In looking through my business and creative library for ideas for this fall's Upstream Seller Forum Leadership event, I came across The Imagination Challenge by Alexander Manu, which my good friend John Durham gave me a decade ago. I immediately recalled one of the great stories of innovation contained in the book.
For a couple of millennia, the high jump had been pretty much executed the same way. The jumper would approach the bar straight on and then execute a straddle jump, in which the lead leg and arm are thrown over the bar and the back leg and arm follow. The jump would end with the athlete landing in a shallow sand pit. If you saw film of such a jump today it would look archaic - much like the underhand free-throw or the straight on placekick.
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In the early 60s, foam rubber was developed and, in a nod to athlete safety, sand pits were replaced by foam landing pads in the pit. To most jumpers, this meant fewer sprained ankles and broken wrists. But one jumper - Dick Fosbury - took a deeper look at this innovation: he asked, "What is now possible?" Fosbury realized that the new landing surface would also prevent broken necks, allowing for an entirely different approach to the bar. Inventing what was then called "the Fosbury Flop" - and what's now simply "the high jump" - he ran to the bar, turned his back on it, cleared it backward, kicked his trailing legs up, landed on his back and neck in the foam pit - and blew apart two thousand years of a sport's conventional wisdom.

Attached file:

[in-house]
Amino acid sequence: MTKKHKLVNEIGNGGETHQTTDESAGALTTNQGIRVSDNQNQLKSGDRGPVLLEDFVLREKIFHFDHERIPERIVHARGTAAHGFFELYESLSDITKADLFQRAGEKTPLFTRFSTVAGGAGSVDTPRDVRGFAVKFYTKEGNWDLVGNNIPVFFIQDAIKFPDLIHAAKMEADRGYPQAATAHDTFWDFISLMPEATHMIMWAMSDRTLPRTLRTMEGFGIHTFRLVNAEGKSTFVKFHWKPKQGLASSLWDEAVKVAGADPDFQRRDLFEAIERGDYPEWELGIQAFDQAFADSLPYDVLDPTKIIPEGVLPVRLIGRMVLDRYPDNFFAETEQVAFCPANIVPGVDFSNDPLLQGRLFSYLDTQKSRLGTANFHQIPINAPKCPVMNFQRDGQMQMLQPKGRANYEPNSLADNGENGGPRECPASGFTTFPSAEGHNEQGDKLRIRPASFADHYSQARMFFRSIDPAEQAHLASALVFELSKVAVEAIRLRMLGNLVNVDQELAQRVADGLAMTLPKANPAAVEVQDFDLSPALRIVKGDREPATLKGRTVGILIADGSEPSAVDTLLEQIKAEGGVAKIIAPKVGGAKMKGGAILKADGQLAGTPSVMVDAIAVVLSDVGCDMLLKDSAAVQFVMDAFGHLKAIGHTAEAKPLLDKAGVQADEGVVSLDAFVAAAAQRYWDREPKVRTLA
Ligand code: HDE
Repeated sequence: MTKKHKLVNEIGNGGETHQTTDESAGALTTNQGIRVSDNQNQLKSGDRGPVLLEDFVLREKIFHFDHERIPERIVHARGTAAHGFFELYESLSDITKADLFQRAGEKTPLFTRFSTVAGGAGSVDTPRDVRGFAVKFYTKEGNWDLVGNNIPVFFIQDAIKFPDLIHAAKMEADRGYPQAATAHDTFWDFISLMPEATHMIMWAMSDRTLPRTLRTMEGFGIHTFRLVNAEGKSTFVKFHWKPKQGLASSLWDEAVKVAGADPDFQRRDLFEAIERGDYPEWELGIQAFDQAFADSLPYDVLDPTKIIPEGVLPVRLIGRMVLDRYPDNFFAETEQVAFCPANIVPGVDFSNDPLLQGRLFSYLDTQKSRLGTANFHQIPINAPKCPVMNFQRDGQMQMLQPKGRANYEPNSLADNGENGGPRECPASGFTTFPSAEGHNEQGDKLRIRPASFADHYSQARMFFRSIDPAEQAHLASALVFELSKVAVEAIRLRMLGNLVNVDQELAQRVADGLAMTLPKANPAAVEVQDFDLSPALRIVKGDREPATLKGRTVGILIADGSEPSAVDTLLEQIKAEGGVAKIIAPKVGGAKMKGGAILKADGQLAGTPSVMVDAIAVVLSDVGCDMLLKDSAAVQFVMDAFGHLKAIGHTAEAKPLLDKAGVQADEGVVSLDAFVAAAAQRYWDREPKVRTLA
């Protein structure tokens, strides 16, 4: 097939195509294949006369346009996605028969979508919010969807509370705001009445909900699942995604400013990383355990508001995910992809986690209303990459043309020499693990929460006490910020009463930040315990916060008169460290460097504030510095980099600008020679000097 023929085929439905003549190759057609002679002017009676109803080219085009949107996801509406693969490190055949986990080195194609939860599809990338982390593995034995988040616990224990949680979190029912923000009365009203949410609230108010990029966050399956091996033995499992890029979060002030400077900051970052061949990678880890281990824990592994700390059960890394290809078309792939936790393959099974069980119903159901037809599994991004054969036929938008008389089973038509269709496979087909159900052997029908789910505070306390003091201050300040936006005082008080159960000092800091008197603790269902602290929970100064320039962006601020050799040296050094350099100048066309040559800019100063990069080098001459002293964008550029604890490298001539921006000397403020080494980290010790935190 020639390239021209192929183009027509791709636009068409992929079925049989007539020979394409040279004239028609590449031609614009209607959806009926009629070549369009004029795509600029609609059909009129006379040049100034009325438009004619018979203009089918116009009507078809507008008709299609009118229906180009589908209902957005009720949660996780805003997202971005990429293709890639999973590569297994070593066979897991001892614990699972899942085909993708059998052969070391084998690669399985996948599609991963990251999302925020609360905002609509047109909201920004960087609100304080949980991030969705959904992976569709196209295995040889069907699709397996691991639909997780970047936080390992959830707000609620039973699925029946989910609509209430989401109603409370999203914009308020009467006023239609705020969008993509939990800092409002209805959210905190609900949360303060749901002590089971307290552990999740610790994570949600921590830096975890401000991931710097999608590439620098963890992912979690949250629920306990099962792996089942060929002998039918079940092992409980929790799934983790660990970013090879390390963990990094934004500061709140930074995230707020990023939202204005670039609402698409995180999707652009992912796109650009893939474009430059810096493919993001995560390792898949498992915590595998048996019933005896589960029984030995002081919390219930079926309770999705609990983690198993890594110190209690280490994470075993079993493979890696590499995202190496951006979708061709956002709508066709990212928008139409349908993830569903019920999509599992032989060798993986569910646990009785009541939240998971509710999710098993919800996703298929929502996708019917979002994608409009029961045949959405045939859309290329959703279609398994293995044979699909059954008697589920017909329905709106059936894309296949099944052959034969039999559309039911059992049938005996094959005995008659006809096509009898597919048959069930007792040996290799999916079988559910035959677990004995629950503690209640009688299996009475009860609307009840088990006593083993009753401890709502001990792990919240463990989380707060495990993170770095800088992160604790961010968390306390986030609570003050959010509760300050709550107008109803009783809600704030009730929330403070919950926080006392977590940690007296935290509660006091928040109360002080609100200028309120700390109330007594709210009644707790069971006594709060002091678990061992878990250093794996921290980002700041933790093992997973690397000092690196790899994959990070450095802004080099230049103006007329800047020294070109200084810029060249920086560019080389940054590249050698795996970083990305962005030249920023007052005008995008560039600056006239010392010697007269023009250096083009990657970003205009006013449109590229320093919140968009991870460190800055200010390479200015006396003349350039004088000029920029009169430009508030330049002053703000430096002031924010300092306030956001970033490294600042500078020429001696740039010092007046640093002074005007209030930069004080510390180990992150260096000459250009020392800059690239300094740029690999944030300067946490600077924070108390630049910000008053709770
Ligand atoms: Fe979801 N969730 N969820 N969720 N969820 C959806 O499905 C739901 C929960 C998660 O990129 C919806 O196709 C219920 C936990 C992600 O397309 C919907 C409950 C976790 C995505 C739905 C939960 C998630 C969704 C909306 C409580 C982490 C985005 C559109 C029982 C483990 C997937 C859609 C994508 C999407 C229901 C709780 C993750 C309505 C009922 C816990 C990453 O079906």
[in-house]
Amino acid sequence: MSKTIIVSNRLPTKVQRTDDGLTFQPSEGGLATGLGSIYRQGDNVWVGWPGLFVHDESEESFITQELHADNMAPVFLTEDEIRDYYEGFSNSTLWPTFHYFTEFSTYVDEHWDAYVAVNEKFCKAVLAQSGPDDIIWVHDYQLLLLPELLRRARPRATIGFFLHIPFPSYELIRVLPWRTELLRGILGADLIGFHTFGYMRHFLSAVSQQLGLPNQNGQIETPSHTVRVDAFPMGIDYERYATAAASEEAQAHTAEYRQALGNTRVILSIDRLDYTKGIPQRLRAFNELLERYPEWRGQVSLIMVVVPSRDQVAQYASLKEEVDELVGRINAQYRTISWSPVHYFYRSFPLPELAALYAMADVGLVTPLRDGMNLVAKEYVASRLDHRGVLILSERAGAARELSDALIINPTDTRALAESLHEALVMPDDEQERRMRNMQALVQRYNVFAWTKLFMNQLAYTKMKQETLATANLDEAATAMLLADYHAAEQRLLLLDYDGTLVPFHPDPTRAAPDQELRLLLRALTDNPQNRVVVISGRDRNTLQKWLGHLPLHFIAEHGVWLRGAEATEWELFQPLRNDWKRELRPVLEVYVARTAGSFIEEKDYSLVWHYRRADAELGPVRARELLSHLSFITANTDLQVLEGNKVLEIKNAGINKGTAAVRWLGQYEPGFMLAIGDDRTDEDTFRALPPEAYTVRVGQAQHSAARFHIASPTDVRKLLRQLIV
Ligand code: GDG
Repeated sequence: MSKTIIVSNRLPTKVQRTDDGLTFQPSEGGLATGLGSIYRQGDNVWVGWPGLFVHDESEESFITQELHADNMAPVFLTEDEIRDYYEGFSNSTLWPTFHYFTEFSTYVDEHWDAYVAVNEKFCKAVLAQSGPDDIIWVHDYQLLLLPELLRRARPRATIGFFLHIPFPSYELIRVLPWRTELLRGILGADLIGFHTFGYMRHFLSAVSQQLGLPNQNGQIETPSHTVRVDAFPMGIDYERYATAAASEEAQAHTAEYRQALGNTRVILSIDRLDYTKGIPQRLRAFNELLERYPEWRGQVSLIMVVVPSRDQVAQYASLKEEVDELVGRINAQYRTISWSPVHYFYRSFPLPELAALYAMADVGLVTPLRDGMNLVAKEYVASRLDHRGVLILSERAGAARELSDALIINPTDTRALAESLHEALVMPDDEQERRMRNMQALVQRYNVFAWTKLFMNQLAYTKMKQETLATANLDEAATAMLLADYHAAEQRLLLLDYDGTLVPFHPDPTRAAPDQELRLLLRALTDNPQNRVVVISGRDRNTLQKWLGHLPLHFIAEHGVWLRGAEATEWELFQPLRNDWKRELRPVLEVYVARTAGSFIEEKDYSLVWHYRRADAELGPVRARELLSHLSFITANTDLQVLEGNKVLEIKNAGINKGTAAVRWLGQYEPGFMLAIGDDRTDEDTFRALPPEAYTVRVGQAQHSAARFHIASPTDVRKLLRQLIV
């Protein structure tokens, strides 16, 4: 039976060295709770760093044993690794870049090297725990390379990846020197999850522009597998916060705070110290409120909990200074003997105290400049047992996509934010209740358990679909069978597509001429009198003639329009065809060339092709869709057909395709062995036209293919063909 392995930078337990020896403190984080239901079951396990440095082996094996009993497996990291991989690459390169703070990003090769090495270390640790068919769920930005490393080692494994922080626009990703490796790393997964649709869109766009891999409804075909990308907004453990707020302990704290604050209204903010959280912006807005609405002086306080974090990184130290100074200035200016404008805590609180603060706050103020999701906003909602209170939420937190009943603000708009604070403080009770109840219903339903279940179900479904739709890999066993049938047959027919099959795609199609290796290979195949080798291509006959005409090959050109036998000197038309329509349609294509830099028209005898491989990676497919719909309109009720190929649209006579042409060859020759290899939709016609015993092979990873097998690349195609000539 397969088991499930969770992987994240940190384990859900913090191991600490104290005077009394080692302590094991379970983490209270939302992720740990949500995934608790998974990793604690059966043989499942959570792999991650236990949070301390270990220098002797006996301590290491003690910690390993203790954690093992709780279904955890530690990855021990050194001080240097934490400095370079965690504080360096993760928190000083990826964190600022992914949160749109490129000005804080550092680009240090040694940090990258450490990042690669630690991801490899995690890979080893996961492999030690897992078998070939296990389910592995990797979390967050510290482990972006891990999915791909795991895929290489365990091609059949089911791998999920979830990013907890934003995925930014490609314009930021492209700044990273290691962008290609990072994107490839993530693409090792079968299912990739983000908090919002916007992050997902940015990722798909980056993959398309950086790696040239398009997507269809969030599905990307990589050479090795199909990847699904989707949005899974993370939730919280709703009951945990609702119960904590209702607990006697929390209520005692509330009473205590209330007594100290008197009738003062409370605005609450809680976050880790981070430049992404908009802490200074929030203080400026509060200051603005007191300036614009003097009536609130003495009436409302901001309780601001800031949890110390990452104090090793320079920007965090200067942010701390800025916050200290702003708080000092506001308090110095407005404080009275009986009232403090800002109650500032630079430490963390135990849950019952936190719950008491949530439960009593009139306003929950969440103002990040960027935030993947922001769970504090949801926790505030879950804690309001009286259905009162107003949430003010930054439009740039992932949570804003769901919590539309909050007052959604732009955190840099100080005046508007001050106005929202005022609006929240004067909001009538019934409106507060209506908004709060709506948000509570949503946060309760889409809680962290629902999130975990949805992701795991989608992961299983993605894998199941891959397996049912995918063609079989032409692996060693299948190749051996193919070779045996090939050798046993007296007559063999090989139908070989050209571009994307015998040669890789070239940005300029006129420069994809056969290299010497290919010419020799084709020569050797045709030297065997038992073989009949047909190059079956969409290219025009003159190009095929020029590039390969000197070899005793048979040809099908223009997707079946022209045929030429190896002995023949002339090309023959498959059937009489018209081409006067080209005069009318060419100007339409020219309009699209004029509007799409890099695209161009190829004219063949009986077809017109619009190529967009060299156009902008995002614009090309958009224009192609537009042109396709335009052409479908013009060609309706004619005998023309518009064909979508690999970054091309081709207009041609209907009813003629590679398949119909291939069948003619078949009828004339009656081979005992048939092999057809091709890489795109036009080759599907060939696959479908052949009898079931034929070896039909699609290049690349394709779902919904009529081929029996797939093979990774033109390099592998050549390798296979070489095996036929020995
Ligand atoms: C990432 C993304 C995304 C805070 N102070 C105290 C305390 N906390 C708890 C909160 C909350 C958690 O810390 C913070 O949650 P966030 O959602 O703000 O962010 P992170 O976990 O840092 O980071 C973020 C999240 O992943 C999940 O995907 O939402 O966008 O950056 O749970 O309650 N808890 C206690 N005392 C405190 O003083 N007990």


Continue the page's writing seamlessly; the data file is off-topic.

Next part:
What relevance does this story have in our world? More than you might imagine. We are constantly confronted by massive innovation: real-time, data enabled marketing...programmatic audience buying....cheap and plentiful broadband access...social and sharing technologies. These are the foam rubber of our age. A great many of us take these innovations in stride, going about the business of what we already know and do. Some wring their hands or curse the fates for bringing so much unwelcome change. Other might make some subtle changes or adjustments to the new reality, all with the goal of protecting their own status quo.
Rare, though, is the modern day Fosbury, who looks at the newly disrupted landscape and asks, "What is now possible that wasn't before?" Innovation and disruption are not the sole province of the Jobs, Gates, Pages and Brins of the world though. We can all stand a little reinvention...and we're all capable of it. Take the leap.
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